Archive for August, 2011


August 23, 2011

It’s usually February when I start waiting for tomatoes. I refuse to buy those tasteless, artificially ripened supermarket tomatoes through winter and hold out for sun-ripened fruit. I water, stake, and trim my garden vines as the summer’s heat drives their tropical genes into rapid production. The tiny seeds quickly became four-inch plants, and within six weeks of good weather they grow into small trees heavy with green fruit. When the first rosy cheeks appear, I know their harvest is near. Soon baskets of tomatoes spill over our farmers’ market stands, and several bowls of ripening tomatoes line my kitchen counter. When the season finally arrives, we don’t want a day to pass without at least two tomato preparations on our plates. Fresh local tomatoes stay with us from August until October.

Vine-ripened tomatoes, crusty bread, a little garlic and olive oil join forces in a classic Italian salad. Is there anything better than good bread sopped with fresh tomato and drizzled with fruity olive oil? Before I get into assortments of sauced, stuffed and stewed tomatoes, I’m ready for panzanella.

Most recipes for panzanella use a lot of bread and a couple of tomatoes. I choose the opposite combination with lots of tomatoes and just enough bread to take up the juice. The tomatoes must be full-flavored and dead ripe. The bread should come from a crusty baguette or peasant loaf. The usual suspects enliven the mix: garlic, olive oil, red wine vinegar, onion, fresh basil, roasted red pepper. I can hardly wait any longer.

Panzanella: Italian Tomato and Bread Salad

6 oz. large cubes French or sourdough bread (4 cups)

2 lbs. ripe, juicy, homegrown, slicing tomatoes

1–2 cloves garlic mashed to a paste with 1/2 teaspoon salt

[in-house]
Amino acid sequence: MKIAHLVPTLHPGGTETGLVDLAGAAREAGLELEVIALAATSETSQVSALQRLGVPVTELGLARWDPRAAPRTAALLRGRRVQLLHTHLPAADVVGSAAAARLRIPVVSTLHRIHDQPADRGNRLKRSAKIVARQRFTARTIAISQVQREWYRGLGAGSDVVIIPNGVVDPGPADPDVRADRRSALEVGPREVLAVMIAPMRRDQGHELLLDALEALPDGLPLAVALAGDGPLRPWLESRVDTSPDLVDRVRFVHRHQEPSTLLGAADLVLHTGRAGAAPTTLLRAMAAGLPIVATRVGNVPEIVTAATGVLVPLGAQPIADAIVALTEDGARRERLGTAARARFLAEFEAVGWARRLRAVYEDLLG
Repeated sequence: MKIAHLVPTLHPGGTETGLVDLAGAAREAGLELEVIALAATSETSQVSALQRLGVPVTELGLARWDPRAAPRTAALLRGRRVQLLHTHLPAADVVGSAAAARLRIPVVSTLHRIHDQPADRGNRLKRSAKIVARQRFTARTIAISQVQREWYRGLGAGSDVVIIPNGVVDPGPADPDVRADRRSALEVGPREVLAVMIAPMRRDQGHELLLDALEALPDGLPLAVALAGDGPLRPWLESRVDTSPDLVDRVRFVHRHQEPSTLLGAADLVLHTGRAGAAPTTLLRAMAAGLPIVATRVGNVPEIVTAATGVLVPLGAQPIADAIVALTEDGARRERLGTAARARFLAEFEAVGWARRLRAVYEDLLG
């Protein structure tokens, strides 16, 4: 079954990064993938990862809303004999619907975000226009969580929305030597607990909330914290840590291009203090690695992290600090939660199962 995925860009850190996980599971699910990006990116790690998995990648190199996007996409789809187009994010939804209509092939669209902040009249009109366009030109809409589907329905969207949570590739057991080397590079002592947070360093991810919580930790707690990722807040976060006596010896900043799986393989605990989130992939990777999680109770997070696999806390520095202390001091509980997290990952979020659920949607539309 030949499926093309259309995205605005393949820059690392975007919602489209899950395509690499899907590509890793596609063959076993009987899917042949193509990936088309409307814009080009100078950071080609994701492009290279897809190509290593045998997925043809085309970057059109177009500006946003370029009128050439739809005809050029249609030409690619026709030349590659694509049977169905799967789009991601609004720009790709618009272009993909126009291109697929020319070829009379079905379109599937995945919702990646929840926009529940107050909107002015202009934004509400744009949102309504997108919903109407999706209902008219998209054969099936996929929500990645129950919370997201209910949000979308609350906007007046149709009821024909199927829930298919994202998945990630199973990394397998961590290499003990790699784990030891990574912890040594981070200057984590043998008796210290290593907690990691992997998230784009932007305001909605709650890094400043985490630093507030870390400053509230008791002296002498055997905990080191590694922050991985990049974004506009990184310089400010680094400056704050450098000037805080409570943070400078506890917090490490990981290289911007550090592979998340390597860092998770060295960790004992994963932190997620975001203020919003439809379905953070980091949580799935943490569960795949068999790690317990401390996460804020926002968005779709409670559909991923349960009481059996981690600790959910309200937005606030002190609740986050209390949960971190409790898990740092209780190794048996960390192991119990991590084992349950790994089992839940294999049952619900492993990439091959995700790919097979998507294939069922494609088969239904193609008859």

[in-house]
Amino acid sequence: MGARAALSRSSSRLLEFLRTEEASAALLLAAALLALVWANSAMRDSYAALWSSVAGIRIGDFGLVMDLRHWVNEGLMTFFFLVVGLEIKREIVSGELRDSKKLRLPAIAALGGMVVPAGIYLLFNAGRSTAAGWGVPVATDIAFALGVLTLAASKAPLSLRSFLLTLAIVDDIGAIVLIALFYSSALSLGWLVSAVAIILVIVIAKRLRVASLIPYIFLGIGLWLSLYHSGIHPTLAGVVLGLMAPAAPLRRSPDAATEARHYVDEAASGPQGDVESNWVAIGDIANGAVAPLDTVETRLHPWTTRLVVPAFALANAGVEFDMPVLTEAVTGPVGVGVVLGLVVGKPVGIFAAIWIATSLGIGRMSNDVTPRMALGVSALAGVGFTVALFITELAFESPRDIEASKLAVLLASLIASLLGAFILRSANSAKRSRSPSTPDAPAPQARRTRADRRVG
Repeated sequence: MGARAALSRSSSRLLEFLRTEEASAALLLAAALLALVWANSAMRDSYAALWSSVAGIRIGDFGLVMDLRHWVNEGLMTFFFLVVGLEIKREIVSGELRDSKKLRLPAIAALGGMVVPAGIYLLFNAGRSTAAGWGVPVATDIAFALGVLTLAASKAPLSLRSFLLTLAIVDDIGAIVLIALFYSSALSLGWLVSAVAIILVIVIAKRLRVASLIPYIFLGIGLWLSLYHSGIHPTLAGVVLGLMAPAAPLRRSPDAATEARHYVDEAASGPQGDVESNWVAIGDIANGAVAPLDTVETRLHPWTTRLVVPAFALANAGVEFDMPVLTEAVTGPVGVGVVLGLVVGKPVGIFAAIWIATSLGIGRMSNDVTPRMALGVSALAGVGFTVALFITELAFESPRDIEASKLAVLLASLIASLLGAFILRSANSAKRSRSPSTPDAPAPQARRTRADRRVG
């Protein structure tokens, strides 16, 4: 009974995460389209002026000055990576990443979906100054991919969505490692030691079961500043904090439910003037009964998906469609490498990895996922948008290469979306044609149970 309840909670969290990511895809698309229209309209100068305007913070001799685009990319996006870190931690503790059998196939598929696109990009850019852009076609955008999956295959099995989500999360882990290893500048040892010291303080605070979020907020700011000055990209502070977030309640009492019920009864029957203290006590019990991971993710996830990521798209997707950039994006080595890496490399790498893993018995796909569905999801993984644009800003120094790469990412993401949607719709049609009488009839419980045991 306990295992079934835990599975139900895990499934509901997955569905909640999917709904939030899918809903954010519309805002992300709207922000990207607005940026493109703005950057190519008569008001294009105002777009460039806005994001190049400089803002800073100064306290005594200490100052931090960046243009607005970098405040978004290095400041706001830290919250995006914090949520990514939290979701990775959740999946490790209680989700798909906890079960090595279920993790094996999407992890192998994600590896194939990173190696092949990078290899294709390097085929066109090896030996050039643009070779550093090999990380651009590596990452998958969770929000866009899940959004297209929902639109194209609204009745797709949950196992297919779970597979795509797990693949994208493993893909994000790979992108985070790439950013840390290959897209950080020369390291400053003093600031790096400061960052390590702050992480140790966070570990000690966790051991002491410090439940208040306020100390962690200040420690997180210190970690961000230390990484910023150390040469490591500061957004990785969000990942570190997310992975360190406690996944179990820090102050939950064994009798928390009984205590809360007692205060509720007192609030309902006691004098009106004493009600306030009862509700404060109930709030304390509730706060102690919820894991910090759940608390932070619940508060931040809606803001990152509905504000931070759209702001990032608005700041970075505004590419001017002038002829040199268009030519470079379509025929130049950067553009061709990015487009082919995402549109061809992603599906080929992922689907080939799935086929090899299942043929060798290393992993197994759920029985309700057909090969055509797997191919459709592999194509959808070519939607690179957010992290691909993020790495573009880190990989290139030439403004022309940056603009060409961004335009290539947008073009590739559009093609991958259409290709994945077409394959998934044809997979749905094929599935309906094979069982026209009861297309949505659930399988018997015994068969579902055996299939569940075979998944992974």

2 tablespoons red wine vinegar

6 tablespoons fruity olive oil

l/4 cup chopped sweet onion or green onions

handful of torn fresh basil or chopped parsley

salt and pepper to taste

2 teaspoons balsamic vinegar (optional)

Toast bread cubes lightly until crisp and golden on edges but not hard; 300° for 10–12 minutes. Turn off the oven and let the bread dry a bit longer.

Scald tomatoes in boiling water 10 seconds. Core, peel, cut in half at equator and gently squeeze each half into sieve placed over bowl. Rub tomato seeds with back of ladle to extract juice. Discard seeds; save juice and cut tomatoes into chunks. The result should yield 4 cups tomato chunks and 1 cup tomato juice.

In bottom of large bowl, mash garlic with salt. Whisk in vinegar and olive oil. Add tomatoes, onion and bread. Drizzle in just enough tomato juice to soak into bread. Allow mixture to stand an hour adding more tomato juice if needed.

Before serving, mix in fresh basil and/or parsley. Taste for seasonings, adding more salt and pepper and a dash of balsamic vinegar if desired. For extravagance, drizzle top with another spoonful of olive oil. Serves 4.

Note: This salad may be further embellished with peeled roasted red or yellow pepper strips, cucumber slices, black Greek olives, whole anchovy fillets, or shaved Parmesan.

                                                                         Mary Jo’s cookbook is available at